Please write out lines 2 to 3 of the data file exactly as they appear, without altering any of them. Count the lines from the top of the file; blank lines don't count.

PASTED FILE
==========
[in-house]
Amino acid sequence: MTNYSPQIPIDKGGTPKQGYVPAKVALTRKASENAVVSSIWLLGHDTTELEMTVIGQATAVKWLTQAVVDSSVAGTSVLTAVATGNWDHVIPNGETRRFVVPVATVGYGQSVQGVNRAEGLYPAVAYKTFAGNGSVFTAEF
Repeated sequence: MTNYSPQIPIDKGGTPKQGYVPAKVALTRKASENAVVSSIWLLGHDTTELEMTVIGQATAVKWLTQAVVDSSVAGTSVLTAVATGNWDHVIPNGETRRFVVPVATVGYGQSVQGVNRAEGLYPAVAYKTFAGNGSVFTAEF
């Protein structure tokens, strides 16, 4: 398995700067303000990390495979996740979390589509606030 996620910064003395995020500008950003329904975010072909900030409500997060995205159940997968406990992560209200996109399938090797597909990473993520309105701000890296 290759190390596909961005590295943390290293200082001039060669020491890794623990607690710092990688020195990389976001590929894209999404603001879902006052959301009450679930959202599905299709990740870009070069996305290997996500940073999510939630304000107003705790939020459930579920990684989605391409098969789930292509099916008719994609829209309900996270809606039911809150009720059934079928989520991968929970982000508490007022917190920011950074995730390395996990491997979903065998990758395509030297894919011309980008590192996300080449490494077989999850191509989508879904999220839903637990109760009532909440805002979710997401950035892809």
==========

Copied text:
Amino acid sequence: MTNYSPQIPIDKGGTPKQGYVPAKVALTRKASENAVVSSIWLLGHDTTELEMTVIGQATAVKWLTQAVVDSSVAGTSVLTAVATGNWDHVIPNGETRRFVVPVATVGYGQSVQGVNRAEGLYPAVAYKTFAGNGSVFTAEF
Repeated sequence: MTNYSPQIPIDKGGTPKQGYVPAKVALTRKASENAVVSSIWLLGHDTTELEMTVIGQATAVKWLTQAVVDSSVAGTSVLTAVATGNWDHVIPNGETRRFVVPVATVGYGQSVQGVNRAEGLYPAVAYKTFAGNGSVFTAEF